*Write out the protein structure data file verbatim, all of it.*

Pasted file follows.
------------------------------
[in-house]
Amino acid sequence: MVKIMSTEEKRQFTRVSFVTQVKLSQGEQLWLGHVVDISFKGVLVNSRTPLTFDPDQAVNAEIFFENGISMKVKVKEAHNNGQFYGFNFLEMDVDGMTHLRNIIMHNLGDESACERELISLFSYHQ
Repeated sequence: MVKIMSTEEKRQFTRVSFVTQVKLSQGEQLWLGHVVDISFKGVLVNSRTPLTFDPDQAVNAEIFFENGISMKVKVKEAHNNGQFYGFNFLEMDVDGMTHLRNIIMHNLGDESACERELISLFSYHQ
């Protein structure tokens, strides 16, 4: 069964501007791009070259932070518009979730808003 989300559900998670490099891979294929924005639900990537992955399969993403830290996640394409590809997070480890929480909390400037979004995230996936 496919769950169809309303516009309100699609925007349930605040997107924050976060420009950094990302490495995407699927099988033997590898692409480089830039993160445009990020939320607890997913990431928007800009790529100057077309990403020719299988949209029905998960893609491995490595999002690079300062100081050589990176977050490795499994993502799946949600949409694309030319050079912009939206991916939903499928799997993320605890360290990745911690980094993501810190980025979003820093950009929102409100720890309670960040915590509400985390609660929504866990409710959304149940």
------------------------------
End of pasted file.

[in-house]
Amino acid sequence: MVKIMSTEEKRQFTRVSFVTQVKLSQGEQLWLGHVVDISFKGVLVNSRTPLTFDPDQAVNAEIFFENGISMKVKVKEAHNNGQFYGFNFLEMDVDGMTHLRNIIMHNLGDESACERELISLFSYHQ
Repeated sequence: MVKIMSTEEKRQFTRVSFVTQVKLSQGEQLWLGHVVDISFKGVLVNSRTPLTFDPDQAVNAEIFFENGISMKVKVKEAHNNGQFYGFNFLEMDVDGMTHLRNIIMHNLGDESACERELISLFSYHQ
């Protein structure tokens, strides 16, 4: 069964501007791009070259932070518009979730808003 989300559900998670490099891979294929924005639900990537992955399969993403830290996640394409590809997070480890929480909390400037979004995230996936 496919769950169809309303516009309100699609925007349930605040997107924050976060420009950094990302490495995407699927099988033997590898692409480089830039993160445009990020939320607890997913990431928007800009790529100057077309990403020719299988949209029905998960893609491995490595999002690079300062100081050589990176977050490795499994993502799946949600949409694309030319050079912009939206991916939903499928799997993320605890360290990745911690980094993501810190980025979003820093950009929102409100720890309670960040915590509400985390609660929504866990409710959304149940």